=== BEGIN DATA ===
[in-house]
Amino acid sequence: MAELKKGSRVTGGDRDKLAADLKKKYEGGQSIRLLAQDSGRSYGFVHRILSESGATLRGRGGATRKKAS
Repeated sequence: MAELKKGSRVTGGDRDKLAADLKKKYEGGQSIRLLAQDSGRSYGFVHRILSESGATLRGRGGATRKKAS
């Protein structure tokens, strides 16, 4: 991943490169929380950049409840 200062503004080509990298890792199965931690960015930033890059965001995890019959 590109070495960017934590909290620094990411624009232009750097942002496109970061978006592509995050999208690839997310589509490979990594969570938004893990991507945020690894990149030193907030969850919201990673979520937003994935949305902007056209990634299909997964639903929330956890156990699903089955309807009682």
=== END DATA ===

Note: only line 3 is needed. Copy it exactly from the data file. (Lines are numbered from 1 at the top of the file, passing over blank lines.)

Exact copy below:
Repeated sequence: MAELKKGSRVTGGDRDKLAADLKKKYEGGQSIRLLAQDSGRSYGFVHRILSESGATLRGRGGATRKKAS